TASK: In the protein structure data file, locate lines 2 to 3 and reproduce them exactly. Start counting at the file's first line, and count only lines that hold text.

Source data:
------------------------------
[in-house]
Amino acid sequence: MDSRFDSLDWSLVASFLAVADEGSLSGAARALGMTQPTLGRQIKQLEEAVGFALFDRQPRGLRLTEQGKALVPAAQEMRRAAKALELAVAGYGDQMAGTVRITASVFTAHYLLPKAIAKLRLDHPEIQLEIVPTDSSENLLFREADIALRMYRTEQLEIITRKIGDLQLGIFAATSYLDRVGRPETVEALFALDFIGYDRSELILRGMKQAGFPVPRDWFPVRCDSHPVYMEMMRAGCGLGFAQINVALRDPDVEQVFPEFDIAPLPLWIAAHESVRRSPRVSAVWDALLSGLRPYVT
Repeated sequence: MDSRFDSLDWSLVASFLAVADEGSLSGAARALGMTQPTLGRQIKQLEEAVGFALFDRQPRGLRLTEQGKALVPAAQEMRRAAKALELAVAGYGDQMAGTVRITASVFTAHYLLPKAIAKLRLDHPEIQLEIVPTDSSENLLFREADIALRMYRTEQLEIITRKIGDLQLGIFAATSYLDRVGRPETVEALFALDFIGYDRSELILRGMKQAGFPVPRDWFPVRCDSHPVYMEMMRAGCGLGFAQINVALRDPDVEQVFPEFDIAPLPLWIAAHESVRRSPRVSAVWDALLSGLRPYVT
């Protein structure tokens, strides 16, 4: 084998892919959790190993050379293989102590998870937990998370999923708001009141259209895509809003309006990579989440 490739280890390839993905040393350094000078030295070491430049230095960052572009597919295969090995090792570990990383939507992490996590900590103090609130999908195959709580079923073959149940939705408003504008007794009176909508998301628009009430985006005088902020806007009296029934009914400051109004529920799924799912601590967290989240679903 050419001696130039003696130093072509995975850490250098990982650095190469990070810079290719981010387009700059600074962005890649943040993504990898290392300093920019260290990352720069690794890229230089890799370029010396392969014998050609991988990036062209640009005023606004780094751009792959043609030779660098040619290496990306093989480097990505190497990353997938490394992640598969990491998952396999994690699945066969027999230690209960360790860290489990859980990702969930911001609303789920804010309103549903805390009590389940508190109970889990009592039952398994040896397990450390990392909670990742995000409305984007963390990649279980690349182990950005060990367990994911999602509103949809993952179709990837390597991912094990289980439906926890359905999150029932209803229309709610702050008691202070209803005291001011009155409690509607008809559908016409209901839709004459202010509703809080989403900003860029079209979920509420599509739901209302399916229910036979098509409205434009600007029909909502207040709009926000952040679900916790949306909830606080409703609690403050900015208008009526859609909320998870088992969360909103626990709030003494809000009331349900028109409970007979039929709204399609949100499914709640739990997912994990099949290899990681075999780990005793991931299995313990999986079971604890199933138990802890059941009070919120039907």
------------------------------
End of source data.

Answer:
Amino acid sequence: MDSRFDSLDWSLVASFLAVADEGSLSGAARALGMTQPTLGRQIKQLEEAVGFALFDRQPRGLRLTEQGKALVPAAQEMRRAAKALELAVAGYGDQMAGTVRITASVFTAHYLLPKAIAKLRLDHPEIQLEIVPTDSSENLLFREADIALRMYRTEQLEIITRKIGDLQLGIFAATSYLDRVGRPETVEALFALDFIGYDRSELILRGMKQAGFPVPRDWFPVRCDSHPVYMEMMRAGCGLGFAQINVALRDPDVEQVFPEFDIAPLPLWIAAHESVRRSPRVSAVWDALLSGLRPYVT
Repeated sequence: MDSRFDSLDWSLVASFLAVADEGSLSGAARALGMTQPTLGRQIKQLEEAVGFALFDRQPRGLRLTEQGKALVPAAQEMRRAAKALELAVAGYGDQMAGTVRITASVFTAHYLLPKAIAKLRLDHPEIQLEIVPTDSSENLLFREADIALRMYRTEQLEIITRKIGDLQLGIFAATSYLDRVGRPETVEALFALDFIGYDRSELILRGMKQAGFPVPRDWFPVRCDSHPVYMEMMRAGCGLGFAQINVALRDPDVEQVFPEFDIAPLPLWIAAHESVRRSPRVSAVWDALLSGLRPYVT